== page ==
Parabola also believes registration should be reserved for state-licensed companies that:

  • Promote diversity within the industry.
  • Offer support and services to “disadvantaged individuals, veterans, or individuals and communities most affected by cannabis prohibition and enforcement.”
  • Protect workers’ rights to organize and co-own businesses.

3. Finally, the think tank strongly advises that legalization reform be paired with legislation that minimizes the potential for corporate consolidation and monopolization by deep-pocketed multi-state operators, an issue the group highlighted earlier this year in an educational campaign concerning the end of prohibition.


Additionally, the report focuses on avoiding violations of the U.S. Constitution’s Dormant Commerce Clause, which bans states from preventing or restricting interstate commerce while simultaneously giving Congress the authority to regulate such commerce.


The core issue Parabola is striving to limit, if not eliminate, is that state regulatory guidelines could expose them to liability under federal legalization statutes if they continue to maintain their market sectors as totally intrastate. And unless there is intentional action by Congress, as detailed above and in the report, the consequences for state-licensed marijuana companies across the country could be dire.


“If federal legalization is not coupled with explicit federal protections for state-based intra-state markets, everything will change once cannabis is de-scheduled. The world of legal cannabis will look nothing like it does now. But this outcome is not inevitable. Congress can protect intrastate markets if it chooses to,” the center said.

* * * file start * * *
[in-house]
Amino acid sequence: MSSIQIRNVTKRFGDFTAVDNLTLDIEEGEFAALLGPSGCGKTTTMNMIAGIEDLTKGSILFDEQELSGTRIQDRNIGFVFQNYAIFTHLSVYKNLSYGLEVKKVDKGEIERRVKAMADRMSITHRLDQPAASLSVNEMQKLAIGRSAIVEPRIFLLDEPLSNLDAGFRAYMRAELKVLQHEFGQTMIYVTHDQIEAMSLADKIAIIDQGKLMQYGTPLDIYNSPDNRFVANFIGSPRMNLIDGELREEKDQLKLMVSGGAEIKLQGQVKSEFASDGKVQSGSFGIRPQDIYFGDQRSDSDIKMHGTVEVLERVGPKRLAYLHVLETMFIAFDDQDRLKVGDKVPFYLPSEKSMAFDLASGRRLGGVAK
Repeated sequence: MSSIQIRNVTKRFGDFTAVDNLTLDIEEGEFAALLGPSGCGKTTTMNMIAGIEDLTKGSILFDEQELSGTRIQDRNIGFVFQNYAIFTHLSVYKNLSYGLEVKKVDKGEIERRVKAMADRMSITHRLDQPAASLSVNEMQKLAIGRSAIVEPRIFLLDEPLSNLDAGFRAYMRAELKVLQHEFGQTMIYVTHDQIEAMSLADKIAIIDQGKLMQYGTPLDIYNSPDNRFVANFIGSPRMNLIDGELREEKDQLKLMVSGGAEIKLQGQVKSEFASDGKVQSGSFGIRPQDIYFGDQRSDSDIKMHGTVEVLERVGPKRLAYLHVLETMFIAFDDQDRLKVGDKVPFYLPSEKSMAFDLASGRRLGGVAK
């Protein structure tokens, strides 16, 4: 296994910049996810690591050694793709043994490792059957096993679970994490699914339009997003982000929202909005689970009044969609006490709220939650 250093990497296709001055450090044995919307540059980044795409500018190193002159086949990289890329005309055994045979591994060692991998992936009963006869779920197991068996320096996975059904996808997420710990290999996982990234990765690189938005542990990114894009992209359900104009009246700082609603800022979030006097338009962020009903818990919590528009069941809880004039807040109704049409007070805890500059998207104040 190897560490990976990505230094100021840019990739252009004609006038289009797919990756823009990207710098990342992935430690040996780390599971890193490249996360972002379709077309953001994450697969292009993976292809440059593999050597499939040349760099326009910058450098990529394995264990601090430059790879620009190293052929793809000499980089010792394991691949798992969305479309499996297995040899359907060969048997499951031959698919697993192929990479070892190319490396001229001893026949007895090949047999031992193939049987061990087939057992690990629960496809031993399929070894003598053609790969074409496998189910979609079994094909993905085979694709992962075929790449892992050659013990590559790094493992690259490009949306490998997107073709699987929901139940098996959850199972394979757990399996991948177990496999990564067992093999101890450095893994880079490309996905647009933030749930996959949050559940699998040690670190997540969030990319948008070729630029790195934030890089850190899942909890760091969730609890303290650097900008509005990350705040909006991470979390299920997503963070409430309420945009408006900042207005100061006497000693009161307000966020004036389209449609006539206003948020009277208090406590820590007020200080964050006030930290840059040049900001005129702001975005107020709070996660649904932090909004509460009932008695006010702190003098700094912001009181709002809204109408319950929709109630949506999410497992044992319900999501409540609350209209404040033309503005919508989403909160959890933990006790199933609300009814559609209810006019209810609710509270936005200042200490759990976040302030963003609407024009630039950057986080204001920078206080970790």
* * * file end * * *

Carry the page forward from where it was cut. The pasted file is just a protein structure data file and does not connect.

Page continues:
"If federal legalization is not coupled with explicit federal protections for state-based intra-state markets, everything will change once cannabis is de-scheduled. The world of legal cannabis will look nothing like it does now. But this outcome is not inevitable. Congress can protect intrastate markets if it chooses to.”

- Report on Federal Marijuana Legalization by Parabola Center for Law and Policy


Parabola has positioned itself as a trusted and objective organization concerning the issue of cannabis legalization and the regulation of legal markets. It has played a crucial role in providing a balanced approach to pushing for marijuana reform while educating lawmakers on the nuances of the debate.


In 2021, the group advised changes to a House-passed federal cannabis legalization bill that sought to ensure equitable markets and the empowerment of communities most negatively affected by prohibition. Last year, the center raised significant concerns about the influence of Big Tobacco and Big Alcohol in crafting reform legislation. Furthermore, the group admonished lawmakers to rethink modeling marijuana regulatory guidelines after those in place for alcohol.


This latest report is just a continuation of the center’s work to help guide the industry from a loose confederation of insular state markets to a complex network of state and national businesses working to create a safe, fair, and economically powerful nationwide industry.


Hopefully, the message will be received by congressional lawmakers and market regulators. If not, the legislative and legal headaches will only multiply and intensify once federal prohibition ends.